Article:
How Are Foundations Doing?
Seems like a pretty straightforward question, right? Before answering it, let’s use a very specific example using Ivy League endowments to illustrate some core concepts. As the table below shows, Ivy League performance can be viewed in a variety of ways, for example, it shows the average Ivy League endowment returned 9.7% for the 5 year period to June 30, 2018, ahead of both the traditional mix of 60% stocks and 40% bonds – up 9.0% and versus the overall college universe NACUBO,which returned 7.3%. Importantly, you can see their performance stacked up to each other.
5 Year Return Chart – Ivies
By offering multiple points of comparison, this chart offers a more complete view of Ivy League performance:
- Absolute return information – ex: Harvard up 7.6%
- Relative return data –ex: versus the benchmark of all colleges and public market indices
- Peer group information – as the 8 schools represent a homogeneous group in terms of size and asset class exposure.
Only with a fuller picture can the more interesting and useful questions be asked, like what can Harvard and Cornell do better? (Harvard did a clean sweep of it’s investment team 2 years ago).
So What About Foundations?
The same concepts above holds true for any group of investor – including foundations which can benefit from having a meaningful comparison base of representative peers to benchmark their performance. However, unlike colleges who publicly disclose performance, foundations typically do not. Therefore foundation trustees had to rely on surveys or tiny samples of huge foundations to figure out where they stood versus other foundations. Our parent company, Foundation Financial Research which publishes the FoundationMark indices solved this problem by developing a methodology for accurately estimating investment performance for all foundations using publicly available data.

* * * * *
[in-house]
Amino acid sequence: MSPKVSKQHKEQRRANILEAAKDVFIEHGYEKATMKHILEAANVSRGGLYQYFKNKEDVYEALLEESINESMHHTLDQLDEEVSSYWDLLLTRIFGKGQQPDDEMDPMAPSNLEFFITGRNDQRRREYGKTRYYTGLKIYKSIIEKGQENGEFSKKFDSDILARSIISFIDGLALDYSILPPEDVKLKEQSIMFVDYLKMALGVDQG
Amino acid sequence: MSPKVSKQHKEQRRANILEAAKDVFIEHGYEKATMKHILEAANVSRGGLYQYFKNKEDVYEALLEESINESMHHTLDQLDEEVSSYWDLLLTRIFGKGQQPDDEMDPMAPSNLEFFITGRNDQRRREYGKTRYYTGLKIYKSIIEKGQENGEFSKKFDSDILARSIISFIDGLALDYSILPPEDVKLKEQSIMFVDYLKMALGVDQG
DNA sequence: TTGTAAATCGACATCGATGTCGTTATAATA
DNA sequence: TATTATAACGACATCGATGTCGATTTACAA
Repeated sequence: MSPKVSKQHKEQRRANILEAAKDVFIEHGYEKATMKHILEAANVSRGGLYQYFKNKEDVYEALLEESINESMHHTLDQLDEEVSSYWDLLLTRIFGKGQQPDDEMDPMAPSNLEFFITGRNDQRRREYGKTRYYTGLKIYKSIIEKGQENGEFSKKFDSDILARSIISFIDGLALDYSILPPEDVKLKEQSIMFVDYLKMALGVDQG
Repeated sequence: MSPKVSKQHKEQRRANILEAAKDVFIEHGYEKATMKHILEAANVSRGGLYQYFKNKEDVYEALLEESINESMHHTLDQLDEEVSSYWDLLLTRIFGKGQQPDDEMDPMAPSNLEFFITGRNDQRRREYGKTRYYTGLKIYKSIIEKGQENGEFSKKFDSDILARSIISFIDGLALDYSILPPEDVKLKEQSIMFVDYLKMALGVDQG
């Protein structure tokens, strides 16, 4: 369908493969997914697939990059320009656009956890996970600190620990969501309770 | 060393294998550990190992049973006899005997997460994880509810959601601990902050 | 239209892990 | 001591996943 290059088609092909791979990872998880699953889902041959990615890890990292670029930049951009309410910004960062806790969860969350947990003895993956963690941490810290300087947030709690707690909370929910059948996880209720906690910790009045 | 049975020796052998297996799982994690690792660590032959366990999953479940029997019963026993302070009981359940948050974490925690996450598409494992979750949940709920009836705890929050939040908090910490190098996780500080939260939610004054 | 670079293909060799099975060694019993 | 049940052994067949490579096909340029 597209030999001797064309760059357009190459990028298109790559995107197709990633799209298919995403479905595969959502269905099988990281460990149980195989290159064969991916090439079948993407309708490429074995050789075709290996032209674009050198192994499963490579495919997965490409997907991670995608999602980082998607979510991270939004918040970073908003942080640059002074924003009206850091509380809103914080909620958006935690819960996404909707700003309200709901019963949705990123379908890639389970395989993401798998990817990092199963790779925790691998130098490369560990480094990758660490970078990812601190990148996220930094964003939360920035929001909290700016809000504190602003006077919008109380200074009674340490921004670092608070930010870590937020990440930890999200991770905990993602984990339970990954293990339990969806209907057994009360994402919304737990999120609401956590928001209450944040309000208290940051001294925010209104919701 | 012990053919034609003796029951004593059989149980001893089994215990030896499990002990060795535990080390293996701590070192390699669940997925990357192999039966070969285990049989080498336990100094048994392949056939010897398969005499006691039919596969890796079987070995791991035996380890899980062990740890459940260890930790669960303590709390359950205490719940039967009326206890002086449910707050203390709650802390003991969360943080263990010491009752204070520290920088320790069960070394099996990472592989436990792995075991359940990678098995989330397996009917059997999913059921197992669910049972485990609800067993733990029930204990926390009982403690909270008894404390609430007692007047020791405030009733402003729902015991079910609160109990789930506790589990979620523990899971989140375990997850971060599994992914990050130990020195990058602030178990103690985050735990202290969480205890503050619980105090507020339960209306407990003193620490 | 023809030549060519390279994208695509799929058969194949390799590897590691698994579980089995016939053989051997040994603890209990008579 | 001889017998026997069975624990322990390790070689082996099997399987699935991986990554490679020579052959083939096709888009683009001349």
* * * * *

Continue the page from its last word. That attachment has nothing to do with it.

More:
While there is no Ivy League of foundations, let’s look at handful that have similar stature, which we will call the Eleemosynary Eight or more easily pronounced, the “E-8”.
5 Year Return Chart – Foundations
Since foundations don’t have school colors, we color coded this based simply on which foundations outperformed the average in the group in green, while those who under-performed are shown in red. Hewlett matched the average resulting in the grey shading.
It is important to note that these returns shouldn’t be compared to the colleges as they cover different periods as colleges use a June fiscal year. Foundations can choose any month for their fiscal year-end, but the E-8 all use the December calendar year end.
As we mentioned above, very few foundations disclose their investment performance, among the E-8 the only one that does is MacArthur (MarArthur’s calculated 5-Year return was 8.34%, Foundation Financial Research’s estimate was 8.39%, a difference of 5 basis points. The chart uses the FFR estimate for consistency with the other foundations). Ford did disclose their investment performance in 2016 but we haven’t seen an update for 2017.